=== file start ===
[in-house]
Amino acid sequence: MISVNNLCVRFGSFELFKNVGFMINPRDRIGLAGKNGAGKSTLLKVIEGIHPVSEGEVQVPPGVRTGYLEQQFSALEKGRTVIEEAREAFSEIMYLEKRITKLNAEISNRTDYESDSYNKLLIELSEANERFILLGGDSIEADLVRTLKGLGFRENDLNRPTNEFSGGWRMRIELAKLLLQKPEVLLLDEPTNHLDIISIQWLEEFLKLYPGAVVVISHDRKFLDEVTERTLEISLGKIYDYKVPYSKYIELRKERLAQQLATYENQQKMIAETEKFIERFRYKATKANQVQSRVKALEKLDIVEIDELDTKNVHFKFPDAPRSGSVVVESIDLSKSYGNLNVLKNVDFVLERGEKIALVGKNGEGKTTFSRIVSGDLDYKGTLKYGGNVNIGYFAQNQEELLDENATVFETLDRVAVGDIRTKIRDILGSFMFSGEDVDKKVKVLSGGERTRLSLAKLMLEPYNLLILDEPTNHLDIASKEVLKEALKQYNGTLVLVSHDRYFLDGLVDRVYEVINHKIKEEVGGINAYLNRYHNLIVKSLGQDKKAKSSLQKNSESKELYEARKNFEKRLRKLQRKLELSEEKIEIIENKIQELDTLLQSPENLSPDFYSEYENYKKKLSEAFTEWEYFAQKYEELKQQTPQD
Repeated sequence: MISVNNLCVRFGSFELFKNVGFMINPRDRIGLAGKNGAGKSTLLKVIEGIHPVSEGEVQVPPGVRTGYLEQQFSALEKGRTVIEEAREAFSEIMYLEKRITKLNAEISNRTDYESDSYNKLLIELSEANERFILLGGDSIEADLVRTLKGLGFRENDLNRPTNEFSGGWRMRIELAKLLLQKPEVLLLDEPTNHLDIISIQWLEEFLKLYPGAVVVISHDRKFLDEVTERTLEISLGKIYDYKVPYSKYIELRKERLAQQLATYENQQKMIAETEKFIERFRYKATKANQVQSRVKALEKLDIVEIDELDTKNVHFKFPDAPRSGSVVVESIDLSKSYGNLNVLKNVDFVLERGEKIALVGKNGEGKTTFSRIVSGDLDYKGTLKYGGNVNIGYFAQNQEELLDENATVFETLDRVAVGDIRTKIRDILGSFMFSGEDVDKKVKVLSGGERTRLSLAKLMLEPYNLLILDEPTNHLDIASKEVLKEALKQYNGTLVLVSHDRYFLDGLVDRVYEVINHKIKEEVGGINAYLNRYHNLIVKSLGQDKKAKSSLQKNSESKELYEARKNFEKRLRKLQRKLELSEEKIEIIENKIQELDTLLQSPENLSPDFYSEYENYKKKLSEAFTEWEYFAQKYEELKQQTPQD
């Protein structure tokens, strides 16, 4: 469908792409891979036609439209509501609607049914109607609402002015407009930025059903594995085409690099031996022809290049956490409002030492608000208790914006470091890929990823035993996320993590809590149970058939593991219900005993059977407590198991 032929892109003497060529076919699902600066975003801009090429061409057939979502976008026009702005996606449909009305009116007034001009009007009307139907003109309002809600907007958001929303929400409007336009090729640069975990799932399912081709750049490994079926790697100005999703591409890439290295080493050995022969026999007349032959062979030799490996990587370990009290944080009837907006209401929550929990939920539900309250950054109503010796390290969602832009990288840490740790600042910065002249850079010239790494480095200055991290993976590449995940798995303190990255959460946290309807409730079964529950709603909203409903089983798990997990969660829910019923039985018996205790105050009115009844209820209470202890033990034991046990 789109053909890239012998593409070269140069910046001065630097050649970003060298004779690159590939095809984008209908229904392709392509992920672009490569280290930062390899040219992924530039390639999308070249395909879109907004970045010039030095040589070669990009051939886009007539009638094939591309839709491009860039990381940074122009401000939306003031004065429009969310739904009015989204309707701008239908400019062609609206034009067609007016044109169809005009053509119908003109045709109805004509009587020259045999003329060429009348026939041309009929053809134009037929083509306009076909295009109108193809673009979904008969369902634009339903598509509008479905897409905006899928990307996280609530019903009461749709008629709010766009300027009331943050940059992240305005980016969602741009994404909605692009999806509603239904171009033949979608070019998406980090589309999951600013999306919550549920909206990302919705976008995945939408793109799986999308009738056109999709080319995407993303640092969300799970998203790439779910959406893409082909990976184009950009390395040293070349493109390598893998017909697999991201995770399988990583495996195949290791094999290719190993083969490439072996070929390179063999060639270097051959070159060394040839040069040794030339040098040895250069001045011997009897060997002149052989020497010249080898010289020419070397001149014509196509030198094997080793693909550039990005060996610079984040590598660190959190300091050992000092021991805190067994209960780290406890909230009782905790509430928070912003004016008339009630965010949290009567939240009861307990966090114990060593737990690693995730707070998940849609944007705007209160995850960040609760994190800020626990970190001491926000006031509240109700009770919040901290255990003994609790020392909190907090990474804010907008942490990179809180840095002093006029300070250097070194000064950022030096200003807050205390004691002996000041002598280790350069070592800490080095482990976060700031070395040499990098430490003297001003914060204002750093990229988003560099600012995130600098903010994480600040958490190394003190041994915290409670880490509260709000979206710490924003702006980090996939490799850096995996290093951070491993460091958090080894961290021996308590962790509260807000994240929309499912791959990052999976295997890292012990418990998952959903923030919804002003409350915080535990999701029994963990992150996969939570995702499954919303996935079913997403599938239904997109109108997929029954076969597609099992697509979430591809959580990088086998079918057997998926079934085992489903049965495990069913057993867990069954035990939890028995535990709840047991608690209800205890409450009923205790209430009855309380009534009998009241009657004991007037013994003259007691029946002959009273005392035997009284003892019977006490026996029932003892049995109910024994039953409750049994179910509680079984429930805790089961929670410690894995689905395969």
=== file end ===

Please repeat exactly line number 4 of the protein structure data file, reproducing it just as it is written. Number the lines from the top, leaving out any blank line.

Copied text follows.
């Protein structure tokens, strides 16, 4: 469908792409891979036609439209509501609607049914109607609402002015407009930025059903594995085409690099031996022809290049956490409002030492608000208790914006470091890929990823035993996320993590809590149970058939593991219900005993059977407590198991 032929892109003497060529076919699902600066975003801009090429061409057939979502976008026009702005996606449909009305009116007034001009009007009307139907003109309002809600907007958001929303929400409007336009090729640069975990799932399912081709750049490994079926790697100005999703591409890439290295080493050995022969026999007349032959062979030799490996990587370990009290944080009837907006209401929550929990939920539900309250950054109503010796390290969602832009990288840490740790600042910065002249850079010239790494480095200055991290993976590449995940798995303190990255959460946290309807409730079964529950709603909203409903089983798990997990969660829910019923039985018996205790105050009115009844209820209470202890033990034991046990 789109053909890239012998593409070269140069910046001065630097050649970003060298004779690159590939095809984008209908229904392709392509992920672009490569280290930062390899040219992924530039390639999308070249395909879109907004970045010039030095040589070669990009051939886009007539009638094939591309839709491009860039990381940074122009401000939306003031004065429009969310739904009015989204309707701008239908400019062609609206034009067609007016044109169809005009053509119908003109045709109805004509009587020259045999003329060429009348026939041309009929053809134009037929083509306009076909295009109108193809673009979904008969369902634009339903598509509008479905897409905006899928990307996280609530019903009461749709008629709010766009300027009331943050940059992240305005980016969602741009994404909605692009999806509603239904171009033949979608070019998406980090589309999951600013999306919550549920909206990302919705976008995945939408793109799986999308009738056109999709080319995407993303640092969300799970998203790439779910959406893409082909990976184009950009390395040293070349493109390598893998017909697999991201995770399988990583495996195949290791094999290719190993083969490439072996070929390179063999060639270097051959070159060394040839040069040794030339040098040895250069001045011997009897060997002149052989020497010249080898010289020419070397001149014509196509030198094997080793693909550039990005060996610079984040590598660190959190300091050992000092021991805190067994209960780290406890909230009782905790509430928070912003004016008339009630965010949290009567939240009861307990966090114990060593737990690693995730707070998940849609944007705007209160995850960040609760994190800020626990970190001491926000006031509240109700009770919040901290255990003994609790020392909190907090990474804010907008942490990179809180840095002093006029300070250097070194000064950022030096200003807050205390004691002996000041002598280790350069070592800490080095482990976060700031070395040499990098430490003297001003914060204002750093990229988003560099600012995130600098903010994480600040958490190394003190041994915290409670880490509260709000979206710490924003702006980090996939490799850096995996290093951070491993460091958090080894961290021996308590962790509260807000994240929309499912791959990052999976295997890292012990418990998952959903923030919804002003409350915080535990999701029994963990992150996969939570995702499954919303996935079913997403599938239904997109109108997929029954076969597609099992697509979430591809959580990088086998079918057997998926079934085992489903049965495990069913057993867990069954035990939890028995535990709840047991608690209800205890409450009923205790209430009855309380009534009998009241009657004991007037013994003259007691029946002959009273005392035997009284003892019977006490026996029932003892049995109910024994039953409750049994179910509680079984429930805790089961929670410690894995689905395969």